I won’t try to claim that name changes pose a greater challenge to Jewish family historians than those of other groups — although I’m convinced they do. I just don’t have a sufficient basis for comparison to prove it.
Unique Genealogical Circumstances
I can, however, assert that those searching for Eastern European Jewish ancestors will face some unique challenges. Citing only two with direct impact on my family history:
- In 1787, a law passed in the Austro-Hungarian Empire required Jews to register a permanent family surnames, and required that the surname be German. The one my family chose was Kornmehl, which, typically, described a profession, grain processing and trading.
- The Jews who moved to Palestine during World War II often wanted — and were strongly encouraged to — change their names from Teutonic to Hebraic ones. Thus Kornmehl morphed into Carmel, Koren — two brothers adopted different surnames, yet! — and Kornel when some family members left Europe for the Middle East; I wrote about it in Genealogy Gehenna: The Hebraization of Jewish Surnames.
I recently encountered a reason for a family name change that was new to me.
The family claim
I wrote last week about making the acquaintance of the branch of the Kornmehl family who were the closest to my mother, relatives of her uncle David Schmerling and Aunt Mizzi (Kornmehl) Schmerling, and their offspring, Stella, Hermine, and Edith.
According to the family story told by David Schmerling’s niece, Flora, about her father, Heinrich:
Slowly he built up a reputation of honest dealing of which he was tremendously proud… He was also very proud to be a Schmerling, the name of an Austrian Prime Minister who had befriended the Jews in an earlier age and whose name the Jews had adopted in his honor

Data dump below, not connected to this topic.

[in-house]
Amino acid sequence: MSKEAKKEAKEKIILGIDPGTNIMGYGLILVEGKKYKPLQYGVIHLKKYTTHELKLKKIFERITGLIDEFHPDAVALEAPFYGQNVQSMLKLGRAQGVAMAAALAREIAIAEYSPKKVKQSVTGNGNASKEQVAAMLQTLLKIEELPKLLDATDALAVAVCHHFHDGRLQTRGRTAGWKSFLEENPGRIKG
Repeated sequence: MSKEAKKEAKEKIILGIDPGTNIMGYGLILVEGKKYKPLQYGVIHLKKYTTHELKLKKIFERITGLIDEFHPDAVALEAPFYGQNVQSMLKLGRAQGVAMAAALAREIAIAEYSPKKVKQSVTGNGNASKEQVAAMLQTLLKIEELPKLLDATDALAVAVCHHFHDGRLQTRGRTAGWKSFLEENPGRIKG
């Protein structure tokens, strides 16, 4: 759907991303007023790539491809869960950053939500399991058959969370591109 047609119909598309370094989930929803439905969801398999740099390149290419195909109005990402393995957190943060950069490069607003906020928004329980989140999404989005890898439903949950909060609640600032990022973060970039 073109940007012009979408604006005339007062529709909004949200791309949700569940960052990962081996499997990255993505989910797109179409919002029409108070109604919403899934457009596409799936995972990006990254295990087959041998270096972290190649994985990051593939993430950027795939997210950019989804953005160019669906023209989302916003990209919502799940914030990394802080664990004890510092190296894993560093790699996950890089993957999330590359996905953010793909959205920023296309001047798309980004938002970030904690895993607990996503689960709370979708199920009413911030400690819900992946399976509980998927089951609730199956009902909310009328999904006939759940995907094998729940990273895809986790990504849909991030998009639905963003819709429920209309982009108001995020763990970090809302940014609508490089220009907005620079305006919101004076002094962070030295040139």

A version of this story was told at the eulogy that I cited in the earlier piece, only in that case the name-conferring Schmerling was cited as a mayor of Vienna rather than an Austrian prime minister. That eulogy has some inaccuracies, however — and, in any case, there is no Viennese mayor with the name of Schmerling.
“Personally I Am Not In Sympathy with the Jews.”
I searched for a Schmerling in the Austrian government.
The only one I came up with was Anton von Schmerling, the interior minister of the Austrian Empire from 1860 to 1865. The Wikipedia entry devoted to my family’s supposed namesake didn’t yield any information about his role vis a vis the Jews, however, and the politics of the day were too complex for me to sort out.
So I tried the search terms “Anton von Schmerling” and “Jews.” This time I got an entry in the 1906 Jewish Encyclopedia — with a match under the term “Anti-Semitism.” The relevant portion reads:
The defeat of Austria in 1866 and its financial condition, which bordered on bankruptcy, had brought the German-Liberal element to the front…. What might be called Anti-Semitism came from the ranks of those who were opposed to the principle of religious liberty and political equality, or could be heard among those who, while liberal in principle, drew the line of distinction in the social life. Thus Anton von Schmerling, a former minister-president in the Austrian House of Lords (1880), urged the necessity of instruction in German in schools in order to overcome the advantageous position of the Jewish soldiers in the regiments of Galicia, who, owing to their knowledge of the German language, had better chances of promotion to the position of non-commissioned officers; he added, “Personally, I am not in sympathy with the Jews.” [italics mine]
I was perplexed.
I turned to an expert on Jewish names, Philip Trauring, blogger at Blood and Frogs and Lexigenealogy. Was it common for Jews to adopt the names of public figures, I wondered, and noted that the only one whose name seemed to match my family’s story was an antisemite.
Trauring said it was rare for Jews to take on the names of public figures, but wrote: